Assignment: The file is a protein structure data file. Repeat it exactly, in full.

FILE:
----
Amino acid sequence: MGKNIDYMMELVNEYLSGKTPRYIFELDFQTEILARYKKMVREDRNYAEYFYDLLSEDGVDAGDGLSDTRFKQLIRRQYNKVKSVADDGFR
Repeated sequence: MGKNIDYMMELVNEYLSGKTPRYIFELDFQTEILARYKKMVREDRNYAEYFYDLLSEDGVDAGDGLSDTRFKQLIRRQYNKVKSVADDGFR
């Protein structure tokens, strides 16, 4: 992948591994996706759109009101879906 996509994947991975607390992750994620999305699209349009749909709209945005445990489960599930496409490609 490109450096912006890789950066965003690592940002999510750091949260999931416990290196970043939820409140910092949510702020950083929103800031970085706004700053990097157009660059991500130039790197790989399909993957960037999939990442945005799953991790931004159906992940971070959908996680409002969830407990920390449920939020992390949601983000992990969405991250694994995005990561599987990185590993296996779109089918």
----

Amino acid sequence: MGKNIDYMMELVNEYLSGKTPRYIFELDFQTEILARYKKMVREDRNYAEYFYDLLSEDGVDAGDGLSDTRFKQLIRRQYNKVKSVADDGFR
Repeated sequence: MGKNIDYMMELVNEYLSGKTPRYIFELDFQTEILARYKKMVREDRNYAEYFYDLLSEDGVDAGDGLSDTRFKQLIRRQYNKVKSVADDGFR
């Protein structure tokens, strides 16, 4: 992948591994996706759109009101879906 996509994947991975607390992750994620999305699209349009749909709209945005445990489960599930496409490609 490109450096912006890789950066965003690592940002999510750091949260999931416990290196970043939820409140910092949510702020950083929103800031970085706004700053990097157009660059991500130039790197790989399909993957960037999939990442945005799953991790931004159906992940971070959908996680409002969830407990920390449920939020992390949601983000992990969405991250694994995005990561599987990185590993296996779109089918």